A little over a year ago I had the worst buying experience I’ve ever had at my local Best Buy store.  I thought that the two associates in front of me were going to toss a coin to see who was going to be inconvenienced by my presence.

Within the past month I had two occasions to visit that same Best Buy store.  Once to replace a printer that had died and one to get headphones for my iPhone for an upcoming webinar.  What a difference a year makes!

During both recent visits I received an excellent education in the advantages and disadvantages of the various options available to me.  The associates’ recommendations, which I followed, have proven to be exactly what I hoped they’d be.  In both instances I came away feeling that the associates really wanted me to find the right solution.

The store itself appears cleaner, more inviting and brighter.  Whether that’s true or simply a perception born of my satisfaction with these two experiences doesn’t matter, it’s the perception that counts.

Based on these experiences Best Buy has become my ‘go to’ store for all things electronic.  What does this have to do with you?


There are several valuable takeaways from the Best Buy story:

  1. You can fix a broken brand.
  2. The fix can be accomplished more quickly than most people envision.
  3. One person can make a huge difference.
  4. You don’t need industry experience to be successful.


It’s not only likely, it’s inevitable that at some point we’re going to make decisions that will have an adverse effect on our brand.

To illustrate my point I like to use pro golfers as an analogy.  Anyone who has watched a PGA tour event has marveled at the pros ability to hit amazing shots from sand traps, the rough or from behind a huge tree.  Their skill leaves us in awe as we wonder ‘How did he/she do that?’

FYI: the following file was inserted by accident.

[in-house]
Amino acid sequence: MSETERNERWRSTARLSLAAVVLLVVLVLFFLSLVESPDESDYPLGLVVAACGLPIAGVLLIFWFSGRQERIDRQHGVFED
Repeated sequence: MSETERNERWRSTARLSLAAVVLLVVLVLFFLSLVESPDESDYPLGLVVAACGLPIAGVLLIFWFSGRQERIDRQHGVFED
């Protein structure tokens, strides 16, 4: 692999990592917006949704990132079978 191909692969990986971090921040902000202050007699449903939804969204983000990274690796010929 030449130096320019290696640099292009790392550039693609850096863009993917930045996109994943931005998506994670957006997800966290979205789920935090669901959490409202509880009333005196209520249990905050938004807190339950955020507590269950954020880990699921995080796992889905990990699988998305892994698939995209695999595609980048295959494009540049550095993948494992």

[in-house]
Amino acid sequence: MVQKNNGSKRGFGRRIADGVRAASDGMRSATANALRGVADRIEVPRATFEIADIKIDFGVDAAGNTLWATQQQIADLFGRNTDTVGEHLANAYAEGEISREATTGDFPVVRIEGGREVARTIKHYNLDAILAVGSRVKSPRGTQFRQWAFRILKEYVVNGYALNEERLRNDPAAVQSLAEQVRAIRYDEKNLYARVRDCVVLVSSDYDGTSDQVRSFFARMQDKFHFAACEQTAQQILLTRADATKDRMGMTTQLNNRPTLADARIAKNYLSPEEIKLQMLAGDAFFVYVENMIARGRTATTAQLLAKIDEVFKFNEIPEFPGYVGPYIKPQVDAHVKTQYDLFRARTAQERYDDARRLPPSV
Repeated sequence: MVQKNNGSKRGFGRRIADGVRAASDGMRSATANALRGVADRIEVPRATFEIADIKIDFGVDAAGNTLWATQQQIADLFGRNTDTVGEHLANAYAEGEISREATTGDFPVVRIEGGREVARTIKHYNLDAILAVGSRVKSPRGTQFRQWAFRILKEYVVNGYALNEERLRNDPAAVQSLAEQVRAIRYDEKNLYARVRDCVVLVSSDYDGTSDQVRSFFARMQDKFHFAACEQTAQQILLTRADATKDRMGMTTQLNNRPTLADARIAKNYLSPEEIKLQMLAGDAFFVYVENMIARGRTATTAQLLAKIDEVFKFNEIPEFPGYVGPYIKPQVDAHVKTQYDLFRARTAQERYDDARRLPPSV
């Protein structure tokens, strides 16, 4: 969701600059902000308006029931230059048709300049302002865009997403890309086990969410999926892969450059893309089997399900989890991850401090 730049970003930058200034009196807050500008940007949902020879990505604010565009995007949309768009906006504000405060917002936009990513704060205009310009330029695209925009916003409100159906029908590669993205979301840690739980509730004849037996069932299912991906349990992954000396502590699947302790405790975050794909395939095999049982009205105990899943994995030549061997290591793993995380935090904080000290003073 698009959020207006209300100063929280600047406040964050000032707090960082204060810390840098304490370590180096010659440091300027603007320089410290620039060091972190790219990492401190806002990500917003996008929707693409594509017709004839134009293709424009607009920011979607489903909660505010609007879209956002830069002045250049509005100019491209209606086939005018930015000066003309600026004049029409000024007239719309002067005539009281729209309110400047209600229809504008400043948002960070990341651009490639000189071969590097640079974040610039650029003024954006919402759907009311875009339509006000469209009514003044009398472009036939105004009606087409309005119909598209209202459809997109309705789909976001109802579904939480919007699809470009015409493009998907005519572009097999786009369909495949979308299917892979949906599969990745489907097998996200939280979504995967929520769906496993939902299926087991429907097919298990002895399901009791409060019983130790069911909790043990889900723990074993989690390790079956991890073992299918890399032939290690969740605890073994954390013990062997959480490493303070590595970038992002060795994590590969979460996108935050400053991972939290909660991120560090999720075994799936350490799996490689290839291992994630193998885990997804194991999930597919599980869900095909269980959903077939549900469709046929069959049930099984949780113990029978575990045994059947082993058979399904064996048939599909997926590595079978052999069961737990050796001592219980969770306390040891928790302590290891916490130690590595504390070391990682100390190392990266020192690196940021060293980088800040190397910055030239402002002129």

The better question is ‘Why are they able to do that?‘  The biggest difference I see between pro golfers and those of us in business is that pro golfers have accepted the inevitability of errant shots.  While we, in business, tend to think that everything will work as planned.  Nothing could be further from the truth.

The reason pro golfers are phenomenally successful is that they prepare for and regularly practice recovery shots.  Something we, in business, fail to do.

Start preparing for and practicing your recovery shots and you’ll find that the dings to your brand are less severe and more quickly overcome than previously envisioned.

Quick recovery

Hubert Joly, Best Buy’s CEO, has been on the job roughly 10 months and already we’re seeing this huge shift in the customer experience from painful to delightful.

Prior to 2010 I would have thought it would have taken longer to establish or fix a brand.  On January 1, 2010 I decided to change the focus of my business from part-time CFO services to pricing.  In early September of that year, a hair over 8 months after my rebranding, someone I met and with whom I’d only exchanged names said “Oh, you’re the pricing guy.”

I was astounded and pleasantly surprised to discover that my efforts had produced a new brand so quickly.  The key is consistency in your messaging and in the experience you create.  That’s what Huber Joly has achieved with Best Buy in only 10 months.

One person

None of us accomplishes anything on our own, we always have help from others.  But that doesn’t diminish the fact that one person can have a huge impact on an organization.  What we’ve seen at Best Buy is Mr. Joly’s influence at work in creating great customer experiences.

You can do the same in your organization.  It may seem easier to accomplish from the top, but the reality is that it’s the person’s strength of character, passion and commitment to excellence that effects change quickly.

There are many CEOs who have failed miserably even though they’ve had positional authority and non C-level employees who have made huge contributions without any power at all.  Don’t ever discount your ability to effect change.

Industry experience

Mr. Joly came from the hospitality/restaurant industry.  He had no previous ‘big box’ experience or electronic retailing experience.  Yet we’re seeing dramatic improvements in a company that’s facing a myriad of challenges from a variety of competitors.

There are two explanations for this:

  1. There are timeless business concepts that transcend industry boundaries.
  2. The best and brightest leaders port best practices from one industry to another.

When hiring for your company place your emphasis on the person’s ability to get results in markets similar to yours, not within your industry.

Kudos to Mr. Joly and the Best Buy team for providing us with so many valuable lessons.